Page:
2:00 #1 is upstairs putting her clothes away from the last load (probably two days ago - she is bad about that and we don't check as much as we should) before the next load appears this afternoon. The little ones come home and we all hear about their day of playing hockey and what else is new in the neighborhood. We have playtime for another 20 minutes while the older two finish their work and then they all head up to rest. I used to force naps but now they either nap or read books. See? Even naptime is a learning experience! I have a friend that plays them books on cd during rest time. I have not done that because it seems to keep one awake while the other two listen. Maybe in a year or so.
4:00 It is a great time of year because the Farmer's Market is in full swing and it's only a block away! Time for a family walk, with a stop to get some lemonade and see what kinds of veggies we can find. I made some awesome stew with Butternut Squash yesterday so maybe we'll find that and maybe we'll just get the standard tomatoes, broccoli and cukes. That's the fun of the FM. You never know what you will find!
5:00 This is bargaining time. Usually, if G has terrorized the playroom, I tell them they can watch TV (Wild Kratts for the 10th time) while I get dinner on if they clean up first. Usually someone does. Sometimes one or two don't want to watch so they don't pick up. I'm still deciding what happens then. For now, I think it sounds fair to me.
6:00 DH comes home and we all eat dinner. I don't have a meeting until 7 tonight so there is no urgency about dinner. I have been trying so hard to preserve it as family time and, most days, I am successful. I can see that soccer for #2 will not be repeated since practice seems to be 5:30 on most days (when do these people eat?). For now, we scramble and make decisions, always trying to keep the family together after Dad gets home and we are again one unit.
This is the great part of home school. We are a unit all day long (minus one or two). There are disagreements, quiet fun, noisy silliness and hurt feelings to work through. If it is the choice between my kids doing this out of my eyesight 7 hours a day or under my care, with my assistance, I will choose the latter; at least for now. I know there will come a time in the near future when I feel like they can go out and work through things with the help of teachers I trust. Now, though, my peeps are right where I like them. In the nest.

After dinner, I clean up and finish the laundry which then does or does not get put away depending on what else is happening. We will take another family walk or play in the back yard so that I can catch up with DH and we can all be together. Bedtime is his ritual because he needs time with them as well. So, I will go to my meeting, do my jog on the way home, shower and go to bed. It has proven to be an exhausting life but one that is mostly free from wasted time on the Internet or with television. I haven't watched a non-PBS/Roku show in I don't know how long. I have no idea what season Big Brother is on and I am better for that fact. I am spending time growing my family. We will see if it is beneficial or not in the long run. For now, it's the right choice for us.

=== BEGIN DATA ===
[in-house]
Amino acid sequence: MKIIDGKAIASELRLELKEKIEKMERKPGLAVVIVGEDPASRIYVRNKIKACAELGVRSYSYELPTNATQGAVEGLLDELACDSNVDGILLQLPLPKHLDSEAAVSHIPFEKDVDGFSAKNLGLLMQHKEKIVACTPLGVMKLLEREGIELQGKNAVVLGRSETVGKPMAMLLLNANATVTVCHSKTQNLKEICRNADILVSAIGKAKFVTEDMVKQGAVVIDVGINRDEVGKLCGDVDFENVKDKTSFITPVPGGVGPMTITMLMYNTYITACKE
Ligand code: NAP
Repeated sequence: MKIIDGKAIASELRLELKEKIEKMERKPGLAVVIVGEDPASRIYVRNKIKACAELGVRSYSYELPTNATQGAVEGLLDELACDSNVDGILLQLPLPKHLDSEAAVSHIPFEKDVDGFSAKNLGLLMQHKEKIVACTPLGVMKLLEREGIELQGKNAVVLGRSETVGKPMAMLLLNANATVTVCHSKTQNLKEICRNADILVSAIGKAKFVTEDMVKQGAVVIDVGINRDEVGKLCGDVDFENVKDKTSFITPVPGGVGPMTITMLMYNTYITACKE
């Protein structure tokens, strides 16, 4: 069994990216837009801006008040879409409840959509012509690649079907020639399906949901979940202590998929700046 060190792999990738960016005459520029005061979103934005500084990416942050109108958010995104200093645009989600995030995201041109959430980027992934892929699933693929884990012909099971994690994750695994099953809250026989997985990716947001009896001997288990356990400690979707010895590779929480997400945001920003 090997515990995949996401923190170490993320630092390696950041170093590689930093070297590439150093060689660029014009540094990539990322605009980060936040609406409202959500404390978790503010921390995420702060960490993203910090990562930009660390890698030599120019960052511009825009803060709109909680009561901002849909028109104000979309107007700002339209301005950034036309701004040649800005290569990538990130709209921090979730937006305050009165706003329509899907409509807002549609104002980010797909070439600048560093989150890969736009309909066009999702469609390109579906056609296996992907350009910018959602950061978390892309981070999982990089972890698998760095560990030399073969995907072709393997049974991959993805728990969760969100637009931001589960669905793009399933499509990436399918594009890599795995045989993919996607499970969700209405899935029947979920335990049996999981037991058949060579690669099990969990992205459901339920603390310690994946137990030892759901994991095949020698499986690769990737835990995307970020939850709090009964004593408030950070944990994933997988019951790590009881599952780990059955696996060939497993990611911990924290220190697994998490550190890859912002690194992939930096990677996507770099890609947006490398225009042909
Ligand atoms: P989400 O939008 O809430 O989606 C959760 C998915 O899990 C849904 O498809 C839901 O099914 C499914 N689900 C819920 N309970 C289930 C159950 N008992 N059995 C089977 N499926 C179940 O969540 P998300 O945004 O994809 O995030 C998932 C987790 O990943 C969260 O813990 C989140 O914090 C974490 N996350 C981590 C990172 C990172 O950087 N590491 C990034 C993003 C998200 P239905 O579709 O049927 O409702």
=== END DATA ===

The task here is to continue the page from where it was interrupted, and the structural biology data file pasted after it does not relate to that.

We are blessed.


  1. Our kids love The Year at Maple Hill Farm. They think parts of it are hilarious, though I can't recall exactly what parts (and that kit sounds great).

    I enjoy hearing what other families' days are like. Our days are similarly spontaneous but full :^)

    We like to do 2-3 Bedtime Math problems during lunch (so I guess we should call it lunchtime math)-- have you tried it? We get emailed a new one every day (we're behind like three weeks), and it's good for all ages

  2. I do get bedtime math. At last count, there are 156 unread in my email folder. I guess we should start doing that...or I should unsubscribe. It is a neat service though. Sil has been reading them The Life of Fred while I'm making lunch, which is good as well.

  3. It was really good to read a real account of a typical day. I often wonder about how I will someday fit in homeschooling. But in a lot of ways, this sounds similar to our days already.

    PBS is the only thing I let Sly watch as well. And we don't have cable, so the rare times I watch tv, it's often PBS too...there're a lot of stupid shows on our five other channels. Daniel Tiger is a really cute show.